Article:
“Based on the resignation of six ministers of the incumbent government (accepted by the Speaker), the purported resignation of 16 more members belonging to the INC, and the refusal of the Chief Minister to conduct a floor test despite the House having been convened on 16 March 2020, the exercise of power by the Governor to convene a floor test cannot be regarded as constitutionally improper,” the bench held, without considering the reasons behind the assembly’s decision not to have the floor test on March 16.
“The adjournment of the session till March 26 would have allowed the state of political uncertainty to continue and furnish avenues for political bargaining on terms which cannot be regarded as legitimate. It is with a view to obviate illegitimate and unseemly political bargaining in the quest for political power that this court has consistently insisted upon the convening of a trust vote at the earliest date,” the bench reasoned, as if holding of the floor test on March 20 could obviate illegitimate and unseemly political bargaining in the quest for political power.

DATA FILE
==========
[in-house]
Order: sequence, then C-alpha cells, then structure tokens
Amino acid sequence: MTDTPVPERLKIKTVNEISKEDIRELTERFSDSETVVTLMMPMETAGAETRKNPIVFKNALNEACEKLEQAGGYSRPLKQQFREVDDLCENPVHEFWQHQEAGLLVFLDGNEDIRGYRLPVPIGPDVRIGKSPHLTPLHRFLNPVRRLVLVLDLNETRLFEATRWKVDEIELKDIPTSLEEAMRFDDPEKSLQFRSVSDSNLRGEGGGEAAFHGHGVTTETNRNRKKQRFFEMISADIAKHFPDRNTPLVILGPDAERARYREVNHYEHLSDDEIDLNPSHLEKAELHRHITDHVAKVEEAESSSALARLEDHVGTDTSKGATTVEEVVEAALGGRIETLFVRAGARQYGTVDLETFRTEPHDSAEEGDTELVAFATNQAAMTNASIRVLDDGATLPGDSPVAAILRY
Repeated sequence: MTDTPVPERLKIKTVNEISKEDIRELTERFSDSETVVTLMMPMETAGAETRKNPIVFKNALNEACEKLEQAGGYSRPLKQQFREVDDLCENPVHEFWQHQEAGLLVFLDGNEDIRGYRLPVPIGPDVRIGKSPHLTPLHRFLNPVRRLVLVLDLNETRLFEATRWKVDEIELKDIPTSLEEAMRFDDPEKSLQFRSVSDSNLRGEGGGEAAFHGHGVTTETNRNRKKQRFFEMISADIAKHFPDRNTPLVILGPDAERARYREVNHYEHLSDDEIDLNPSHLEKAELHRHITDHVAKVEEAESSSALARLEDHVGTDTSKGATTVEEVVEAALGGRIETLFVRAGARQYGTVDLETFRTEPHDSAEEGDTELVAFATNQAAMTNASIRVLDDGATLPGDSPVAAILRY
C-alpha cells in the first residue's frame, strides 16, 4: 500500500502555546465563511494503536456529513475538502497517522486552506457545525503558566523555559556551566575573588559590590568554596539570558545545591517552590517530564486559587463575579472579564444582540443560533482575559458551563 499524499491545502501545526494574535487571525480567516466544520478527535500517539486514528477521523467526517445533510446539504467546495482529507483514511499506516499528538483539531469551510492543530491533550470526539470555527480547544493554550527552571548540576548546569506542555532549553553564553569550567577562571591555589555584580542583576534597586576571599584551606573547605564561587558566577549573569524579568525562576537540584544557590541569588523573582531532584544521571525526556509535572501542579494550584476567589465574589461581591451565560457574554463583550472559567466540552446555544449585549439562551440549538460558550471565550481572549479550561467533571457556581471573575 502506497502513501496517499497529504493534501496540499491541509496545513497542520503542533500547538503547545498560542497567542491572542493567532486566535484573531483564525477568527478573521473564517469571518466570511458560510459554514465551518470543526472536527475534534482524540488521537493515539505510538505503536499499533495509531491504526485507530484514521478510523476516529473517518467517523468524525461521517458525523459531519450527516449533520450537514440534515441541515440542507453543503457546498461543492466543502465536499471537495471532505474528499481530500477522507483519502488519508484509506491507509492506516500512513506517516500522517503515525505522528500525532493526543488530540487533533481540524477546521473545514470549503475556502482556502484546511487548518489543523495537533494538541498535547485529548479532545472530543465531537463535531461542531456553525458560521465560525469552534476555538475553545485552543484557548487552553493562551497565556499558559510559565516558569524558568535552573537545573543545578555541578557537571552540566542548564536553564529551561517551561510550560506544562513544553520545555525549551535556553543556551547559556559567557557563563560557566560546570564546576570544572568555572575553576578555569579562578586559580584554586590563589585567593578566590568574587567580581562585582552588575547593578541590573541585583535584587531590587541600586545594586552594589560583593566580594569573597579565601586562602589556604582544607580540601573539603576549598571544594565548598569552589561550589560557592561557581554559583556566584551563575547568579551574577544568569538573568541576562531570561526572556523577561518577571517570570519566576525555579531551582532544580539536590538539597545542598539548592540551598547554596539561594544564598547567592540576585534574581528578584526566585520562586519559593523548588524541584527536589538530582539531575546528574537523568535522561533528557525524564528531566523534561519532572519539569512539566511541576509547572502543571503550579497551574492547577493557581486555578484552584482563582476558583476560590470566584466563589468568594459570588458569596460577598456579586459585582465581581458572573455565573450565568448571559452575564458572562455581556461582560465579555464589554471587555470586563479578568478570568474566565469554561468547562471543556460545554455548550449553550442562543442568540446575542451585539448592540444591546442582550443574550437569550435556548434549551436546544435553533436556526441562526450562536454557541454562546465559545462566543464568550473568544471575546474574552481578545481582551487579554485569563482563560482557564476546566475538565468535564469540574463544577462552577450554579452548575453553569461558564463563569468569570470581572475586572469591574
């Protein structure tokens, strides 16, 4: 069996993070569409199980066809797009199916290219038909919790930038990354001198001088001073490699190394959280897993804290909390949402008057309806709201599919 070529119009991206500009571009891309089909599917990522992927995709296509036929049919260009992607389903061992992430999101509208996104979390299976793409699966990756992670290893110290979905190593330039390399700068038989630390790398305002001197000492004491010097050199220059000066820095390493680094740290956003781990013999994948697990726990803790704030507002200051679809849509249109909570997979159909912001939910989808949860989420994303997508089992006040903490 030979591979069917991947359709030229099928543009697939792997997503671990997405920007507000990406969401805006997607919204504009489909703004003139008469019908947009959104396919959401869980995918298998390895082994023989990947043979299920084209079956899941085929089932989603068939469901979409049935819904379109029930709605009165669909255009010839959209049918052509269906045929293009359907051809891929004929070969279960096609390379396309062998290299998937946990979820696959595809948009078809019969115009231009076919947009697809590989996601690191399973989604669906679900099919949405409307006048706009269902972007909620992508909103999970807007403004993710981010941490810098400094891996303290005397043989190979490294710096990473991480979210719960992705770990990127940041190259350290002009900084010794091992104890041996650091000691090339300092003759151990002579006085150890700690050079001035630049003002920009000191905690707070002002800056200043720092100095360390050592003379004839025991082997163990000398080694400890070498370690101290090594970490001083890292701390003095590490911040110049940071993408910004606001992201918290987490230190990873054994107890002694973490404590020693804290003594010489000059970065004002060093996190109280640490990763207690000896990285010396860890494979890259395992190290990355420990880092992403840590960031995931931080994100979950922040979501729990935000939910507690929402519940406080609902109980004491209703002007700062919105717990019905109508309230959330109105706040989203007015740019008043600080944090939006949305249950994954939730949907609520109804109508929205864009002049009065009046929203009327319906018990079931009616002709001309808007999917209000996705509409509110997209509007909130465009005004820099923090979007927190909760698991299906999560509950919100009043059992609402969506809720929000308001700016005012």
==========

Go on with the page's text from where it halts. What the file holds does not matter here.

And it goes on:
By relying on a series of precedents in which the court had directed holding of immediate floor tests in the assembly earlier, the bench closed its eyes to the allegation that the BJP had confined the rebel Congress MLAs who resigned from the assembly at a resort in Bengaluru only with the purpose of illegitimate and unseemly political bargaining in its quest for political power.
The bench, having rightly rejected the contention that it should be wary of entering the ‘realm of politics’ where no ‘judicially manageable standards’ can be maintained, held thus:
“Merely because the prima facie determination made by the Governor was of the political support enjoyed by the incumbent government or the action demanded was a political process (the floor test) is not a reason for this Court not to hear the matter. There is no doubt that the present case is suitable for judicial determination by this Court. In fact it is eminently so.”
But when the bench had to deal with the immorality of the BJP confining rebel Congress MLAs away in Bengaluru, the bench reasoned:
“The spectacle of rival political parties whisking away their political flock to safe destinations does little credit to the state of our democratic politics. It is an unfortunate reflection on the confidence which political parties hold in their own constituents and a reflection of what happens in the real world of politics. Political bargaining or horse trading is now an oft repeated usage in legal precedents. Poaching is an expression which was bandied about on both sides of the debate in the present case. It is best that courts maintain an arm’s length from the sordid tales of political life.”